Having been raised and going to school in Chicago until the age of 11 was no day at the beach. One of my daily goals was to avoid getting beat up after school. By the time I moved to the suburbs, my fighting record was no wins and 13 defeats, with one tie; and none of those 14 dust-ups did I initiate. The one tie came against a kid a year younger than me and a foot shorter. I quickly realized at a young age, that one-on-one combat was not my calling.
Fast forward to high school and gym class where I was required (for a four week period) to wrestle during second period and then shower, quickly dress, and while still sweating, go directly to speech class where I had to stand under the hot lights and give a 3-minute speech, almost like public forum. To say that was miserable was an under statement. That’s when I quickly realized (again) that I needed to come up with a game plan to not allow that to continue. My wrestling opponent was an all-state halfback (Bill Potter) and he was my battery mate on the Barrington baseball team. He was the catcher and I was the pitcher. Knowing that I couldn’t win the wresting match, and didn’t want to work up a sweat, we arranged that he would make me look good for about 30 seconds, and then take me down for the count of three. The plan worked, mission accomplished. No sweating on the mat, and no sweating under the hot lights in speech class.
So during last Tuesday night’s Naperville city council meeting, it almost appeared as though the council members had rehearsed (in the inky shadows of city hall) their bantering back and forth while discussing the next city council’s compensation package. I quickly realized (again) that couldn’t possibly happen, because it would require thinking critically to develop a strategic plan on their part, and then the ability to execute that plan, none of which is a Naperville city council strength.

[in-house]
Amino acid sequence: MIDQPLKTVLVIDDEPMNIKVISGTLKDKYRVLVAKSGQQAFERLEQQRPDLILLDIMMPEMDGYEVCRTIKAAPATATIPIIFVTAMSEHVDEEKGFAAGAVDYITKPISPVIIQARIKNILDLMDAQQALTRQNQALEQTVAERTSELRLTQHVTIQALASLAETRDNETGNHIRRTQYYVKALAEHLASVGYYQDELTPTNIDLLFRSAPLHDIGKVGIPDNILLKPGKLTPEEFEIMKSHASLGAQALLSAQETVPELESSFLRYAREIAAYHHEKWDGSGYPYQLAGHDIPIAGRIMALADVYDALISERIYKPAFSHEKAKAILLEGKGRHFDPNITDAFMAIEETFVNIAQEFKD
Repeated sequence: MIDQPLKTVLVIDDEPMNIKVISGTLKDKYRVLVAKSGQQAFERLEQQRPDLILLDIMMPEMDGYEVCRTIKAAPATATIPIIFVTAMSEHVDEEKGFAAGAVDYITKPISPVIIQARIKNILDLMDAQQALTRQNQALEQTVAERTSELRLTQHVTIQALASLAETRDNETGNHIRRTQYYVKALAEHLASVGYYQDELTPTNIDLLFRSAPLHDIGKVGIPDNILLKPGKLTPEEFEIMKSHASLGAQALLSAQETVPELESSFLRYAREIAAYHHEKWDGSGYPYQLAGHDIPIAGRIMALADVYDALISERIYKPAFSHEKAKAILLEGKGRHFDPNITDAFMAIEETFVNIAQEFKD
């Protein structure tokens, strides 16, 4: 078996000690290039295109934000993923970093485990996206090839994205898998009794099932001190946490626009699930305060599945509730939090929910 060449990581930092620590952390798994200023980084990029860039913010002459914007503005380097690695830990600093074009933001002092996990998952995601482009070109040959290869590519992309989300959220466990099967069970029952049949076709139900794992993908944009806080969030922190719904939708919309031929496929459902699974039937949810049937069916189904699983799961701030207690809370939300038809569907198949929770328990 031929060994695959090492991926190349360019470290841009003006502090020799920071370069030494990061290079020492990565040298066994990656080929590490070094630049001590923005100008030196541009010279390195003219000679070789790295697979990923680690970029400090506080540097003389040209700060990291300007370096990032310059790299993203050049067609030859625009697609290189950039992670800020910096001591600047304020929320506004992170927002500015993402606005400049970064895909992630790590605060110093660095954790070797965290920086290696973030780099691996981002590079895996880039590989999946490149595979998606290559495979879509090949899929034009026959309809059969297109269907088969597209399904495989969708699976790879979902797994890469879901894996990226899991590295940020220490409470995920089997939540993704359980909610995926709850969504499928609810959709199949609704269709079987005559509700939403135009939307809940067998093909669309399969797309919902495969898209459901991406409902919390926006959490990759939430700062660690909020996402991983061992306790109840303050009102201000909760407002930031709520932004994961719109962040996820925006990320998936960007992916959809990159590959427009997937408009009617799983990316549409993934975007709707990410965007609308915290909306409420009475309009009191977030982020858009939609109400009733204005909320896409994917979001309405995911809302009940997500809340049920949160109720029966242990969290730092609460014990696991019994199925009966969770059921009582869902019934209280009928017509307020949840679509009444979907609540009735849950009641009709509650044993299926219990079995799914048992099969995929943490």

At issue was one of two choices (as they see it), 1) keep their salary at $12,500 per year with the option of health insurance for an approximate total cost to tax payers of $170,000 per year for all eight council members, or 2) raise their salary to $20,000 each with no health insurance option for a total tax payer cost of about $160,000. So they spent hours and hours, during meeting after meeting, huffing, and puffing, and flexing about a total difference of $10,000 which equates to $3.24 of compensation per day per council member. Basically they worked themselves up deciding if they wanted six eggs, or a half dozen. When all the dust settled, they decided to do nothing, keep it as is, status quo. That means the eight council members, who work part-time get what other part-time city staff employees don’t get, which is, 1) health insurance, and 2) the ability to determine, basically, their own salary if they choose to run for re-election in 2015 and get elected. That’s a sweet deal that any city staff employee would love to have.
Not surprisingly, the one option that city council members wanted no part of, was keeping their salary at $12,500 and eliminating health insurance. That would have been a good deal for tax payers and an equitable deal with other part-time city employees. City council members voted to keep the extra $10,000 and slam tax-paying residents to the mat.